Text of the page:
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NGC 4649 (10,142 of 18,816)


oc gc pln bn dn gx gxcl ast aka lost




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Messier 60

NGC 4649, LEDA 42831, MCG+02-33-002, UGC 7898, VV 206, VV 206a, Messier 60, h 1408, GC 3182

RA: 12h 43m 40.19s
Dec: +11° 33′ 8.9″

Con: Virgo
Ch: MSA:724, U2:194, SA:14


(reference key)

Type: galaxy (in pair), S0

Mag: B=10.3, V=?

Size: 6.606′ x 5.754′
PA: 105°

History and Accurate Positions for the NGC/IC Objects (Corwin 2004)

NGC 4649 = M 60. See NGC 4637.

Historical observations

William Herschel (c.1784)

In the Appendix to the 1912 'Scientific Papers of Sir William Herschel' this object is described as "1784, March 15. Two nebulae, one of them very bright. 1784, April 17. Two nebulae, the preceding vF, S (III.44), the following which is the 60th of the Conn.des temps, B, cL."

Published comments

Arp (1966)

Together with NGC 4647 listed as No. 116 in Arp's "Atlas of Peculiar Galaxies" (Astrophysical Journal Supplement, vol. 14, 1966.) He remarks "Absorption heavier on spiral side away from eastern galaxy."

Sulentic & Tifft (1973)

(Sulentic and Tifft 1973) notes that this is a 10.5 mag galaxy. Their coded description reads BE,R,BM,CONTW/47.

Sandage, A. et al. (1975) Galaxies and the Universe

G. de Vaucouleurs ("Galaxies and the Universe", Chapter 14 - Nearby Groups of Galaxies) notes that the five brightest members of the Virgo I (E) group are NGC 4472, NGC 4649, NGC 4486, NGC 4382 & NGC 4374.

Doig, P. (1925)

Doig, P. (1925) Notes on the nebulae and clusters in Webb's 'Celestial Objects for Common Telescopes' (Sixth edition, Vol.ii). Part V. M.N.R.A.S., 36(3), 89.

Modern observations

Tom Lorenzin

Lorenzin, in the e-version of "1000+ The Amateur Astronomers' Field Guide to Deep Sky Observing", notes: "10M; 3.5' x 2.5' extent; bright oblong with brighter center but no stellar nucleus; SP GAL N4647 (12M; 2' diameter) 3' to NW; EL GAL N4638 (12.2M; 1.4' x 0.6' extent) 15' to WSW; EL GAL N4660 (12.3M; 1.6' x 0.8' extent) 27' to SSE looks like 13M star with haze; !good supernova prospects!."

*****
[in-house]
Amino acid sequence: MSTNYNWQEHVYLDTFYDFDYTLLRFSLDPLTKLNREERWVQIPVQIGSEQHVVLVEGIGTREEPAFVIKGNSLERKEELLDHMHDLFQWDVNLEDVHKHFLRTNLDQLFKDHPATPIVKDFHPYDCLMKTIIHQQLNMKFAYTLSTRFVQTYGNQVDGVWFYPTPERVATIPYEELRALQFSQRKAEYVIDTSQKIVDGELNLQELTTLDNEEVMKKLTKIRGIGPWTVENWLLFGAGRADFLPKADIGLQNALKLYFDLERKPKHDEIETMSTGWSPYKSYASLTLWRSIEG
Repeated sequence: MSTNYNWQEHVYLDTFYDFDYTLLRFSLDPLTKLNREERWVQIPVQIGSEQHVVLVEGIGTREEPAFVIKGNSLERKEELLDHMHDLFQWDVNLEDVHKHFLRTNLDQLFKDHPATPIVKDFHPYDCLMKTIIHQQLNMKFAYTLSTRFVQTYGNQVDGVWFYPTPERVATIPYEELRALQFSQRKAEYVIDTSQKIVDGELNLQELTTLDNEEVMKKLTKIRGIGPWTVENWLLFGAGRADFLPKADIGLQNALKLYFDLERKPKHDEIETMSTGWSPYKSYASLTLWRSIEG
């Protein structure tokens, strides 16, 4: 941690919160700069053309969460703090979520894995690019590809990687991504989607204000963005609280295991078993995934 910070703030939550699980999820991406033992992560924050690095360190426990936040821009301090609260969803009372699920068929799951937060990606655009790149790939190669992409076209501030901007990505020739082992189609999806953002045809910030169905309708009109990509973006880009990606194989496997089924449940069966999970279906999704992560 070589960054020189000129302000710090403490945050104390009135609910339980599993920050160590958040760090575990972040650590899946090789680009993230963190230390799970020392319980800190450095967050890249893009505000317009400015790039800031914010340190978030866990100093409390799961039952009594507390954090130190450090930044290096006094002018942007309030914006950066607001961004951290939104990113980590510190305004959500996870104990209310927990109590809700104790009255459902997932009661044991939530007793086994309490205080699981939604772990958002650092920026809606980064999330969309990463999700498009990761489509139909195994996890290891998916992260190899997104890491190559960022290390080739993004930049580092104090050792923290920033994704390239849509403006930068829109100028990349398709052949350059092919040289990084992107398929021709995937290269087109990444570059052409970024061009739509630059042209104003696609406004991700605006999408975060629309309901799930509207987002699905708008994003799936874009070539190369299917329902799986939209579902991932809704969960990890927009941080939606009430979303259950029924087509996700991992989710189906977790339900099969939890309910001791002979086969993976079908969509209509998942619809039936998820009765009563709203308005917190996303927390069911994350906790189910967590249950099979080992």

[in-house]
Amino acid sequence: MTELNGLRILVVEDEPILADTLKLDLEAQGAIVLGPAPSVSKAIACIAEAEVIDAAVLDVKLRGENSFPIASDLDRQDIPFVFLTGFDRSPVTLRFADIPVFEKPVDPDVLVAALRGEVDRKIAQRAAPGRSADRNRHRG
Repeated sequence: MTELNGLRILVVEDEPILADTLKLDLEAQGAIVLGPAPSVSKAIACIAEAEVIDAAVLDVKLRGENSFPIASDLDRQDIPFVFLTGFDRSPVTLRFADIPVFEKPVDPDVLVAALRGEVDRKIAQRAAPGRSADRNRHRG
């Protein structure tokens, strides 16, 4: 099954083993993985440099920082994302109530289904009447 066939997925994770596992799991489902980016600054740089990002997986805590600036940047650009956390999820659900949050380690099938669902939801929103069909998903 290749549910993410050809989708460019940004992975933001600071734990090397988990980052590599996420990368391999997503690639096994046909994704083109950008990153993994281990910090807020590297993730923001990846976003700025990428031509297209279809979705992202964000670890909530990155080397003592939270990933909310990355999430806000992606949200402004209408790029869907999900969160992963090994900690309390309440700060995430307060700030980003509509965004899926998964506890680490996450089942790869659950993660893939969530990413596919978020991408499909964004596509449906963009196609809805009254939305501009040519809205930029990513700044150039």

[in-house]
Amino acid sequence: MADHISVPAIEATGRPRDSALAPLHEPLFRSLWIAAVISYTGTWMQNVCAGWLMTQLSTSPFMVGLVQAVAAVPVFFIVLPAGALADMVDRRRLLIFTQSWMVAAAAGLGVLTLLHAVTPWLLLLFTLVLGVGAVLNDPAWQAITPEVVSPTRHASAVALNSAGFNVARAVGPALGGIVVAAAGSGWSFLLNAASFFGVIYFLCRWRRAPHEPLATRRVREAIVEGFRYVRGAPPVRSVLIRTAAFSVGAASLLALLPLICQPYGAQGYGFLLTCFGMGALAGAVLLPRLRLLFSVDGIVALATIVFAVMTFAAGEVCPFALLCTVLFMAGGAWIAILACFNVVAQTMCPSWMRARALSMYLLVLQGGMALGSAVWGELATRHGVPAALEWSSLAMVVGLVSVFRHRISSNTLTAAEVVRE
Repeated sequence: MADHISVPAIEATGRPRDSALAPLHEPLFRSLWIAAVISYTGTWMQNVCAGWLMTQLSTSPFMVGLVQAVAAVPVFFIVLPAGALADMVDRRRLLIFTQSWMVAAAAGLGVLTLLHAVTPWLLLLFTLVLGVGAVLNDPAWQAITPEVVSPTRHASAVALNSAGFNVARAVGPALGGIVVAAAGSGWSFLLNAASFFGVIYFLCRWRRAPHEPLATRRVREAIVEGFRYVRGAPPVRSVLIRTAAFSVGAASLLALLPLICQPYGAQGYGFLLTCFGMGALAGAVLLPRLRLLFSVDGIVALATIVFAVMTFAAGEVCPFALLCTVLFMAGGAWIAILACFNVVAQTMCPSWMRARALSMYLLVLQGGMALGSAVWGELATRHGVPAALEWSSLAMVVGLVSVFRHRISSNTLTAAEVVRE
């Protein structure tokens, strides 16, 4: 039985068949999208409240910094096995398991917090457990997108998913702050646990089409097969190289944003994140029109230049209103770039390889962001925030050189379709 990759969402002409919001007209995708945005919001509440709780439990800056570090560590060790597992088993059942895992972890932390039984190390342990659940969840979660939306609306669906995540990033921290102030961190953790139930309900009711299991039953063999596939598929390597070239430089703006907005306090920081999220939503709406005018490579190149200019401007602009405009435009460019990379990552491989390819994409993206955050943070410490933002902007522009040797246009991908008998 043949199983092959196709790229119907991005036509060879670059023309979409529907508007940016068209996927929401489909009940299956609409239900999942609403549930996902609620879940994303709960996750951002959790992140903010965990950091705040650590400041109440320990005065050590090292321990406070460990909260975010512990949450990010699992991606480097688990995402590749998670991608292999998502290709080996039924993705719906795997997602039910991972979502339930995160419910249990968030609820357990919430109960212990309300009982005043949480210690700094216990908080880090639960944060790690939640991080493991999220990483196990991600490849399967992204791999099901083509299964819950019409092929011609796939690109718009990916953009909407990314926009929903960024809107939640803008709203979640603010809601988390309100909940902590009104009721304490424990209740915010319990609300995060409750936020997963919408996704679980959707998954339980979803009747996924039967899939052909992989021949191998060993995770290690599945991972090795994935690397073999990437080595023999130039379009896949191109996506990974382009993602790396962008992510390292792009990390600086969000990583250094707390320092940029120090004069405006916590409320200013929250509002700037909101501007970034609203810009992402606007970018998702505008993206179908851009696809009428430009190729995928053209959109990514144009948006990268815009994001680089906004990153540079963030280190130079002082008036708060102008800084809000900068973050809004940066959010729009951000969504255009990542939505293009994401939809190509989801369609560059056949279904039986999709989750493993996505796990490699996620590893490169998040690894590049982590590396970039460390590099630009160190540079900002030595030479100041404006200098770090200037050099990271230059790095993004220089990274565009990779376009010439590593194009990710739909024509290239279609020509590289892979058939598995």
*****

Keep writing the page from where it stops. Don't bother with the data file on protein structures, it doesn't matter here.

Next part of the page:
Danie L. Cronje


Cronje, observing with 10x50 binoculars, notes "might have glimpsed once."

Contemporary observations

Richard Ford

2011 April, 30th, Saturday


Instrument:12-inch Dobsonian Reflector Telescope.

Sky Conditions:The fainter parts of the Milky Way are barely visible.

Transparency of the Sky:Haziness only visible on the horizon.

Seeing:Atmosphere stable with little interference.

Limiting Magnitude:4.9.



Object Type:Galaxy.

First Impression:This object looks like an elliptical galaxy.



Chart Number:No.173(Extract taken out of "Star Gazer's Deep Space Atlas").

Size:26mm Super Wide Field Eyepiece:Field Of View:57'/10=5.7'.

20mm Ultra Wide Angle Eyepiece:Field Of View:50'/9=5.5'.

5.7'+ 5.5'=11.2'.


Size in Arc Minutes:5.6'.


Major Axis:5.6'.


Minor Axis:1.8'.

Galaxy is 5.6'* 1.8'.

Brightness:Magnitude 8.8.

Brightness Profile:Towards the central nucleus of this galaxy it grows brighter.

Challenge Rating:Difficult.



This galaxy has a stange round shape.It is a fairly bright moderate large object.The galactic nucleus of this galaxy is equally bright.Around this galaxy I have found some areas of uneven brightness.

Tom Bryant

2008-05-04 22:30:00

Observing site: Pinnacles overlook

Telescope: C-8

[12h 43m 42s, 11 33m 0s] AKAM 60. A bright elliptical, with fainter NGC 4647 just 3 arc minutes or so away to the north west. I suspect that the two are interacting, but photos do not show any significant distortion of the outer envelopes. A chance line up? Hard to tell. I saw both galaxies as spirals, but only NGC 4647 is. Burnham lists it as an Sc.

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